“Bearsham Manor, 15th April 1793
To my beloved son Richard,
If this letter has come into your possession, it means that I have gone to meet my Maker.
For my own sake, I hope that it has been a peaceful passing, but we do not have a say in the way that we part from this world, do we?
I deliberately kept the enclosed information from you because it was my sincerest intention to share it with you someday. If you are reading this, then life has not granted me that chance.
I have only myself to blame, because I never took the time to sit down with you and talk about it. You were at Cambridge University until recently, and presently, you are enjoying the Season in Town with your friends. I do not want to begrudge you that, Richard, so I shall write as complete an account as possible. Pray God that I shall have the opportunity to confide the whereabouts of this story before I die.
I am not well, Richard. The condition of my heart is dire, or so Dr Prentice tells me. I could die at any moment. On the other hand, I could also live on for some years. It is not for me to decide. Therefore, I must be prepared.”
Richard lowered the letter and closed his eyes, inwardly shivering.
The dismal memory of his father’s last days earlier that year hit Richard with a force that painfully squeezed at his very heart. At the time his father had written this, in early 1793, Richard had been enjoying his third London Season. All he had truly been doing, was wasting his days with his friends, mindlessly so, and he had been full of his own desires for the future. There had been a few summonses from Donby, who was his father’s secretary in those days. He had written in no uncertain terms that Sir Robert was unwell and that Richard’s presence at Bearsham Manor was urgently requested. Richard had ignored the first few letters and had proceeded with his life of soirées and balls, jousting bouts at the boxing parlour, and lazy mornings at his club. That is, until his father’s Eastbourne solicitor, Mr Brownslow had turned up in London in person, and had made Richard fully aware of the way things were lying. Sir Robert, Mr Brownslow had said, reproach in his eyes, was on the brink of death.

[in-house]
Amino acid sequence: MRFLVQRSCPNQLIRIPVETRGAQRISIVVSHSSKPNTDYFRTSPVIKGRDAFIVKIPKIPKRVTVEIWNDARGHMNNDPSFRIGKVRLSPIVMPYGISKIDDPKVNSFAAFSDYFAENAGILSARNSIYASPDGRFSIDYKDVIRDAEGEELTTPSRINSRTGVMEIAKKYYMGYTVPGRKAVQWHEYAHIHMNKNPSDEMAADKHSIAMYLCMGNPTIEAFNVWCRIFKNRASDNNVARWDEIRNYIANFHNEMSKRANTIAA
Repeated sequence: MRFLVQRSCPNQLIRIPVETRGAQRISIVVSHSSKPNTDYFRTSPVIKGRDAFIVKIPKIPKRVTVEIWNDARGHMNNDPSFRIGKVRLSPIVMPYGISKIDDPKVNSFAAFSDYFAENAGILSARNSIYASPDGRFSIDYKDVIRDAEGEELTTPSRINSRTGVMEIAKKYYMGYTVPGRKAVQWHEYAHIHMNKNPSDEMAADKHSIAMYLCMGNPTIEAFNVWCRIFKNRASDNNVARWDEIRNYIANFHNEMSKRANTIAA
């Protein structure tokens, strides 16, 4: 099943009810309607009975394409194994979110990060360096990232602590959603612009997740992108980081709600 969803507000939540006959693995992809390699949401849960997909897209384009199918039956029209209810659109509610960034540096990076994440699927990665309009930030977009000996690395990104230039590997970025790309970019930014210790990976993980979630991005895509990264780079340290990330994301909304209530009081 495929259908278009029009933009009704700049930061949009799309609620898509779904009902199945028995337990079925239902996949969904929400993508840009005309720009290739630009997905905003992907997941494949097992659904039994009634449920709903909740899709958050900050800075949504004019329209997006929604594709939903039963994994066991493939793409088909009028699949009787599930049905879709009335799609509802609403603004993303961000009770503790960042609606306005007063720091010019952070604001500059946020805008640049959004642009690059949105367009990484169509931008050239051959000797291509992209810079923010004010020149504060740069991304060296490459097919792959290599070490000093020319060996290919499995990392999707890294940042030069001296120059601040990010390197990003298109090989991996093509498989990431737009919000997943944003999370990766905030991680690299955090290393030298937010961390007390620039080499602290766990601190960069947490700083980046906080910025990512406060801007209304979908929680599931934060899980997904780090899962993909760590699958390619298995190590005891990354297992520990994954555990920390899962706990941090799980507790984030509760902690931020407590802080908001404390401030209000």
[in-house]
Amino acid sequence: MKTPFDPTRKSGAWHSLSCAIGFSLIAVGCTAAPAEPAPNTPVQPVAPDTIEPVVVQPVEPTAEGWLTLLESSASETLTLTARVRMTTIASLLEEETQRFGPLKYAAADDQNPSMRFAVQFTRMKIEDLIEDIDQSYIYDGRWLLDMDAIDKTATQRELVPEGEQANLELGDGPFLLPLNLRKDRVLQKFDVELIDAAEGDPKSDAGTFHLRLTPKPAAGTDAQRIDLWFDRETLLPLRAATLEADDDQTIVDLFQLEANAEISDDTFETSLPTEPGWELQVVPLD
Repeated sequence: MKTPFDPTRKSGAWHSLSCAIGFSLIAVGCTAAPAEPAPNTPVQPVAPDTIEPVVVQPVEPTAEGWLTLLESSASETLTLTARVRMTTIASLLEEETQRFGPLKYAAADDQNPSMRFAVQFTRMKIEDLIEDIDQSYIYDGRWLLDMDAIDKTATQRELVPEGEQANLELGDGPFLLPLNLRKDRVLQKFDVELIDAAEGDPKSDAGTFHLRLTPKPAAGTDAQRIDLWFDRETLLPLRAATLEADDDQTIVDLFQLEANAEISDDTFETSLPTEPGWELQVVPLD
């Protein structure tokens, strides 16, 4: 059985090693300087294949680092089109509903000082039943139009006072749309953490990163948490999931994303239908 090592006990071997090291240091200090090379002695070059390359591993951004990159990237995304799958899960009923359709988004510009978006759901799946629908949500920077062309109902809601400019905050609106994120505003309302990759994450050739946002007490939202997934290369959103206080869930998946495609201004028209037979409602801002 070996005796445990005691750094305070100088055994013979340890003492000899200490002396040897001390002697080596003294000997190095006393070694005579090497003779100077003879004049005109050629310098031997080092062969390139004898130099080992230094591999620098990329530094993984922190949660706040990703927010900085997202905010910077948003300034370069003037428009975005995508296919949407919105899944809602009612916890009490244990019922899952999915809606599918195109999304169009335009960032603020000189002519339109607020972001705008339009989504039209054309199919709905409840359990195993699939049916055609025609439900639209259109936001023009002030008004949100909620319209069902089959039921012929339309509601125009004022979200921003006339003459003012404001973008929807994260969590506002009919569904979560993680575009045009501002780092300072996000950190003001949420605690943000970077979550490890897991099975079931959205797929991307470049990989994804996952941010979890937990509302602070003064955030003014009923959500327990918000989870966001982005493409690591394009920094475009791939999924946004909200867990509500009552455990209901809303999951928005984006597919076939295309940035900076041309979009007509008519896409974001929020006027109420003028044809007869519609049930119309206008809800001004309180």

With a sigh, Richard continued reading.
“The bequest of my worldly goods is quite straightforward as you well know. My solicitor Mr Brownslow informed you of the contents of my will, the moment you came home from Cambridge.
You are entitled to the title of Baronet Bearsham when I pass on. The Bearsham Manor estate and the bulk of my fortune and investments will come entirely to you.
Your half-sister Lily de Briers had a right to some of the funds that issued from her mother’s family, the Montroses. Therefore, I would have made certain that she acquired that money, had not fate decided otherwise.
Lily has been dead for several long years, but her children will have their mother’s share. That is my fervent wish, and I have made provisions for that in my will as you are aware. I will ask of you that you seek out the whereabouts of Manon Favier and her brother Jéhan and that you will give them their rightful share. You are a man of honour, Richard and thus you will act upon my wishes. I have no doubt about that.”
Again Richard’s thought drifted back to the time when his father had lain dying.
His father had seemed to be asleep for the better part of the day, Richard had discovered, once he had returned to the Manor. He recalled the long hours he had spent at his father’s bedside, reminiscing over his own, up-until-then frivolous life.
For the first time in his life, Richard had felt the full responsibility that would befall him, as soon as his father passed away. The livelihoods of his tenants and servants would lie in his ability to keep the estate thriving. His mother’s fast-approaching declining years would be his to manage. And finally, Manon and Jéhan Favier, who at that moment in time were still unknown to him, would be his responsibility as well.